According to the Treasury report for 2019, federal government revenue is to come in at about RM261bil, which is 10.7% higher than in 2018.

The amount is likely to be much higher, allowing the government the option to put more money in the hands of the people. It also allows the government to reduce corporate taxes, a move that would draw in investments.

Malaysia has a new government in place. What investors are looking for are signs of where all the extra revenue earned will go. They are also looking for the next growth catalyst.

The trade war and financial volatility is causing structural shifts in the global economy. It is impacting China, the US and Europe.

Eventually, the global crunch will come, but it is not likely to happen this year.

By m. shanmugam

 

Huawei Surprise goldfish in a bowl


Uncertain future: In this courtroom sketch, Meng sits beside a translator during a bail hearing in Vancouver. She
faces extradition to the US on charges of trying to evade US sanctions on Iran. – AP 
The arrest of Huawei ‘heiress’ has thrown a rare spotlight on the family of the reclusive smartphone giant founder, Ren Zhengfei.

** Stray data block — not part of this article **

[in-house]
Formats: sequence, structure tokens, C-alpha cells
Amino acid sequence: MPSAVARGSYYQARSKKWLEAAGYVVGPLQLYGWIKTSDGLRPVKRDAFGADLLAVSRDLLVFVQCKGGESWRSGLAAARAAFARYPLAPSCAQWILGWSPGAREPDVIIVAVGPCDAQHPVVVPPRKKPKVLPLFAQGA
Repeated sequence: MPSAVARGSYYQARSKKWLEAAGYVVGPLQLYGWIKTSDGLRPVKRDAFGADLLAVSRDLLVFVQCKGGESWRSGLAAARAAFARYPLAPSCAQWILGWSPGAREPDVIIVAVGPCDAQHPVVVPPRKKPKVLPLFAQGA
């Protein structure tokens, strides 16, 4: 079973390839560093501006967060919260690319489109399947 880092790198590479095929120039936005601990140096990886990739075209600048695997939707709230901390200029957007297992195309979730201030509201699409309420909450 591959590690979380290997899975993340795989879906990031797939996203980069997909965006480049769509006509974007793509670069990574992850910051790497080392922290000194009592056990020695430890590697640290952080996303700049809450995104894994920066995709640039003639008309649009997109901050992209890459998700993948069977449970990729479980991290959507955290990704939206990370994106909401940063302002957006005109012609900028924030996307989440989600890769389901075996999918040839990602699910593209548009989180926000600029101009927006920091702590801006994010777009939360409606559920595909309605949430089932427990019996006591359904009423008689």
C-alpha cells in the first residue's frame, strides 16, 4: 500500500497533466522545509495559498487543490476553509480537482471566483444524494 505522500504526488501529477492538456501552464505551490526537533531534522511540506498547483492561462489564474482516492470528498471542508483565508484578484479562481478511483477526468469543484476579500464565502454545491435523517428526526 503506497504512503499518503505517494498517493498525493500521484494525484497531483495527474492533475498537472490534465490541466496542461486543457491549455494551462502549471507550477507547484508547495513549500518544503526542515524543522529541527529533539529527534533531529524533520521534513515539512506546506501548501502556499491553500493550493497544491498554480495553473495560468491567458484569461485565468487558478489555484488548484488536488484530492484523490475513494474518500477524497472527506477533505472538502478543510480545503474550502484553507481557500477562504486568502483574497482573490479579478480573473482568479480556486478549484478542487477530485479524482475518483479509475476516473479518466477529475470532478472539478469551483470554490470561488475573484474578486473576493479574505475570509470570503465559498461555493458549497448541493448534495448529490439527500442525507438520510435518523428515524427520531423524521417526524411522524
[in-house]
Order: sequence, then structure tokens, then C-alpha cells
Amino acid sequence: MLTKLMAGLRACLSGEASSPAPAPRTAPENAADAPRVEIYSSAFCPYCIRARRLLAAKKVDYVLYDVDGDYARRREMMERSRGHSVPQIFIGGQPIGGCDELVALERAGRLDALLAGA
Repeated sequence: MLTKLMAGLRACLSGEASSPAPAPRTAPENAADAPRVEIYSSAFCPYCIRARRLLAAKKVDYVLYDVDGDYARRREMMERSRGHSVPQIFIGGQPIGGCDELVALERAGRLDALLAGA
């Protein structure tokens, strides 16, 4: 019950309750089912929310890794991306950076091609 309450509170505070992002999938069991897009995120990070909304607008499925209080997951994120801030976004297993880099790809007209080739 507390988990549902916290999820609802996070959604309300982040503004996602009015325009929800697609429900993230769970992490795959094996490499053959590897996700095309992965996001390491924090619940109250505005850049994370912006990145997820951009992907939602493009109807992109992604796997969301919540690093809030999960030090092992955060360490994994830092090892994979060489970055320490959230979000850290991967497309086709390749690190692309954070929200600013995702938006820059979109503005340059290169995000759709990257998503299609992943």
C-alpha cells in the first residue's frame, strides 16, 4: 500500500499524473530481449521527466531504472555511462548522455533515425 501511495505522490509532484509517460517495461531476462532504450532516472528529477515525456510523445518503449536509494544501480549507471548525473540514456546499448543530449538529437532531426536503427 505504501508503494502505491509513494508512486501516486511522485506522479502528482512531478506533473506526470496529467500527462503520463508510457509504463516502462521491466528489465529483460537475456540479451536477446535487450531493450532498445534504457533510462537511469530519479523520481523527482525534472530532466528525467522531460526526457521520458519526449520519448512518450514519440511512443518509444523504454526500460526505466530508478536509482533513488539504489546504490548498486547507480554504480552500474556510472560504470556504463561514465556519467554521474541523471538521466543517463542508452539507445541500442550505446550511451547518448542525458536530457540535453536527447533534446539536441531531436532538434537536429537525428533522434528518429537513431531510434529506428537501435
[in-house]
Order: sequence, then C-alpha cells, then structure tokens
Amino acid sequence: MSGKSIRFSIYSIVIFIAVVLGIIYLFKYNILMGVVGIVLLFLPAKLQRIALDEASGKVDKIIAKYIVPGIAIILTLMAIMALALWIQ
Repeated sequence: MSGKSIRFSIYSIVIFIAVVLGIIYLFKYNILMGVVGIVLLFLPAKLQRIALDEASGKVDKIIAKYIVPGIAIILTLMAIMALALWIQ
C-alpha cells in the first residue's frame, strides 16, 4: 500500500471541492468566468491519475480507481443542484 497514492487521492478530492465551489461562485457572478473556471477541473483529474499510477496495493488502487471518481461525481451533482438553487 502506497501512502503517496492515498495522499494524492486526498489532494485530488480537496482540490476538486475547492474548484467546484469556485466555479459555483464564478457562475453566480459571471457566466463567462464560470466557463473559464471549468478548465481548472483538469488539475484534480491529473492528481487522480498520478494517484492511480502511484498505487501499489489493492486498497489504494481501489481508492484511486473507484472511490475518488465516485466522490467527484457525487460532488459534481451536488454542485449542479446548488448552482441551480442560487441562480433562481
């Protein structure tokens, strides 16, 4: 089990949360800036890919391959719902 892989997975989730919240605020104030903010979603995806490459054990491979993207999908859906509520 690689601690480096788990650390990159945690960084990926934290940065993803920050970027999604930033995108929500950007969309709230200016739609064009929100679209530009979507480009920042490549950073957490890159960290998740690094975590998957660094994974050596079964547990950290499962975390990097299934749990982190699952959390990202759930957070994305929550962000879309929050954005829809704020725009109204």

WHEN Huawei CFO Sabrina Meng Wanzhou appeared on Wednesday in a Vancouver courtroom, clad in an unbranded green tracksuit, the moment was witnessed by a single reporter from the local Vancouver Sun newspaper who happened to notice her name on the hearings list that morning.

By the end of the day, Meng’s arrest in Canada at the request of Washington was the biggest story in the world.

And when her bail hearing resumed on Friday, Meng entered court to see about 100 reporters, craning to look at her through two layers of bulletproof glass.

Meng who faces extradition to the United States, was charged for helping Huawei allegedly cover up violations of US sanctions on Iran.

Like many top Chinese executives, Meng is a mysterious figure even in her home country, but the 46-year-old chief financial officer of Huawei Technologies had been widely tipped to one day take the helm of the tech giant her father founded.

That was until her shock arrest, a move that has entangled her in the protracted diplomatic tensions between Washington and Beijing.

Crucially, Meng is the daughter of Huawei founder Ren Zhengfei – one of China’s leading businessmen, an ex-People’s Liberation Army officer and an elected member of the 12th National Congress of the Communist Party of China.